TLS signed “Roy O. Disney,” one page, 8.5 x 11, on outstanding Walt Disney Productions Ltd., Mickey Mouse Sound Cartoons letterhead, September 2, 1931. Disney writes to Bibo-Lang Inc. In part: “Received your letter of August 27th, and today have received a letter from Robert Teller Sons & Dorner…For your information, a copy of their letter is enclosed. This does not meet the situation as you and I talked in New York. You agreed to relieve us of any responsibility for this printing bill of Robert Teller Sons & Dorner, except that we would remit to you, as fast as received, the outstanding accounts. On our part, in consideration of this we were to permit you to publish, under your proposed license, the Mickey Mouse song, entitled ‘The Wedding Party of Mickey Mouse.’ Until such a time as you make arrangements in keeping with our understanding, I will have to withhold our permission for you to publish this Mickey Mouse song. You have some 20,000 copies of these books on hand. You seem confident of disposing of them during the coming holiday season. Therefore, I do not see why you hesitate to take the responsibility for this printer’s bill and make arrangements with the printer to that effect.”
Stapled to the letter is a carbon of the letter from Robert Teller Sons & Dorner regarding the outstanding balance, quoting a letter received by them from Bibo-Lang which stated “I was at Disney this A.M. and went over the ‘Mickey Mouse’ situation. We owe Teller about $1500. There is about $1000 on Disney’s books, which he will send to Teller as collected.” Also included is a carbon of Disney’s letter to Teller, dated September 2, 1931. Staple to top left, blue pencil circle to letter, mild overall toning, and a paperclip impression to top, otherwise fine condition.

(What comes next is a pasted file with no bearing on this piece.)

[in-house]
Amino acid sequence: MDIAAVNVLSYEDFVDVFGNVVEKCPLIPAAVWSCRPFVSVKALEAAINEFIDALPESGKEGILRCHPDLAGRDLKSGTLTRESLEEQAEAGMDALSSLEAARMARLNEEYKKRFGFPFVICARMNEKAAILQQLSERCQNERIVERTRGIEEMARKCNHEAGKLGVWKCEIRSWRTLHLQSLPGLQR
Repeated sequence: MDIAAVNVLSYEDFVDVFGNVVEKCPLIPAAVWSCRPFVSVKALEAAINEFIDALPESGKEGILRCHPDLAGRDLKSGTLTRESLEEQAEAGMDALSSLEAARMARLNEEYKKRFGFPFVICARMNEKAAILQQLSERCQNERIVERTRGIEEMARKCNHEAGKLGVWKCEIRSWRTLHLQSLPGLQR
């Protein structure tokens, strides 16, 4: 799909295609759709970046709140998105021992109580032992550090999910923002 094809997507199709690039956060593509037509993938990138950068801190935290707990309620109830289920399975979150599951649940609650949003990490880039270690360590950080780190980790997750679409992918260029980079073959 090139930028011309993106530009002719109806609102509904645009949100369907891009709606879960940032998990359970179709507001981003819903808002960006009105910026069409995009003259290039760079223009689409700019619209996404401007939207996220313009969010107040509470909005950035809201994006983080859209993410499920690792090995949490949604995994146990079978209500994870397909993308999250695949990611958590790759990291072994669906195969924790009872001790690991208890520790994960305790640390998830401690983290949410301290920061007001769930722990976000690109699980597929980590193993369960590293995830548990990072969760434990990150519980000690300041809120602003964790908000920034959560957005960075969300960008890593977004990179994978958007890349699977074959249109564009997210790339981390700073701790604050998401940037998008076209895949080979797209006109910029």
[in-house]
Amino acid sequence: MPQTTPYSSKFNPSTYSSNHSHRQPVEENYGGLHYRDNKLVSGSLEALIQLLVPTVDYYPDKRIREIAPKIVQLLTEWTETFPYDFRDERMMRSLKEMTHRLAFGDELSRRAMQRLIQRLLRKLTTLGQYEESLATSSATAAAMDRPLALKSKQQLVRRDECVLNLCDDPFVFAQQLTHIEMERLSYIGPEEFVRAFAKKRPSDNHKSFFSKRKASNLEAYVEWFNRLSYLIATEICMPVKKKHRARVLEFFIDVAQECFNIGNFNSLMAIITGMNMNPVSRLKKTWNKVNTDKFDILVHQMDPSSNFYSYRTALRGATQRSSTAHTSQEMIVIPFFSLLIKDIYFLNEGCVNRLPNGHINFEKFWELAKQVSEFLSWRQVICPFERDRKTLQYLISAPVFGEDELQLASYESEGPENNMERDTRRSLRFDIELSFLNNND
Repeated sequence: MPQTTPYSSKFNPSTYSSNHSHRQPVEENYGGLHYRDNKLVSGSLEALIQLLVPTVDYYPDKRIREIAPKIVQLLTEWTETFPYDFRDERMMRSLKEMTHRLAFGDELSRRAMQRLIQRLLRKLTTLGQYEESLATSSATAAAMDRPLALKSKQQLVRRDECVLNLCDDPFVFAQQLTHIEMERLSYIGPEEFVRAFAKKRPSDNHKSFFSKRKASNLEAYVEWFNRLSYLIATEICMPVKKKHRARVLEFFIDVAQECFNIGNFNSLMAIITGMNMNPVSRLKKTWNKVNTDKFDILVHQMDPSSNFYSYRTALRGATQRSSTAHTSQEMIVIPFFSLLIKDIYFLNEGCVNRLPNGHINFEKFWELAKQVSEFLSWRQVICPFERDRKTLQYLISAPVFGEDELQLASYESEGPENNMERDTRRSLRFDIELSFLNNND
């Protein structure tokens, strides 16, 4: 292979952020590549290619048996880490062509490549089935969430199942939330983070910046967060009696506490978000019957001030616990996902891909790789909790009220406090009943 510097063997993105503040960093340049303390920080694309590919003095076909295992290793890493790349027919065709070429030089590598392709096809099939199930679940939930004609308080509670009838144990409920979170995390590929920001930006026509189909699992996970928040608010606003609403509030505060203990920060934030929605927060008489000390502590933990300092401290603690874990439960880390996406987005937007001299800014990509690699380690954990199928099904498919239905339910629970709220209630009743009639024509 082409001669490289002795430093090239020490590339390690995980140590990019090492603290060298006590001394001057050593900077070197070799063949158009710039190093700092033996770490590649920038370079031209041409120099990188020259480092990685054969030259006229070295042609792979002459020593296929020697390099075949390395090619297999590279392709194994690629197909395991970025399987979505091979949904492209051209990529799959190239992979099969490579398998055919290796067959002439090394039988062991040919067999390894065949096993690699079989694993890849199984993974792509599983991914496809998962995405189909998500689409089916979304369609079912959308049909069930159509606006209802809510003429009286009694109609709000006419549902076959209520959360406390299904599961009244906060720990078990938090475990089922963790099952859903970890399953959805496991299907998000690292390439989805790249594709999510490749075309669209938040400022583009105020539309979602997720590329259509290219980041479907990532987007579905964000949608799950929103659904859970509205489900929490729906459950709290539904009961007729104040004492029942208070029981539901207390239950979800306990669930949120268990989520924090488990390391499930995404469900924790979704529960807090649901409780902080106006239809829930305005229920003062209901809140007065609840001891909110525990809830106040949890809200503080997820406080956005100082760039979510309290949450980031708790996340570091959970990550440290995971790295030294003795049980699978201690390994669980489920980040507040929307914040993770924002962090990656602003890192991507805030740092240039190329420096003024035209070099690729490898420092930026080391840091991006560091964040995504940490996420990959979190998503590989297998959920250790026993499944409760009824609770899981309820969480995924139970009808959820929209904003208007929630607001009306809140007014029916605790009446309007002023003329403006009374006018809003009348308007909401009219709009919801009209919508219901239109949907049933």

This fascinating correspondence shows Roy Disney working out the payment details for the printing of the first licensed Disney character book, The Mickey Mouse Book, published in 1930 by Bibo and Lang and printed by Robert Teller Sons & Dorner. After seeing success in the sales of some Mickey Mouse notebooks in 1928, Walt decided that merchandising was an excellent new way to raise money for the company and gain publicity for his studio’s characters. They began signing licensing agreements, one of the earliest of which was with Bibo and Lang. At the time of its publication, The Mickey Mouse Book was incredibly popular, and within its first year, four separate printings were done resulting in a total of just under 98,000 copies. The back cover illustration would be also very slightly altered and used on the cover of The Wedding Party of Mickey Mouse sheet music book, to which Roy Disney refers in this letter to the publisher. Wonderful content showing the earliest merchandising dealings of what has grown to be a $30-billion-a-year empire. Pre-certified PSA/DNA and RR Auction COA.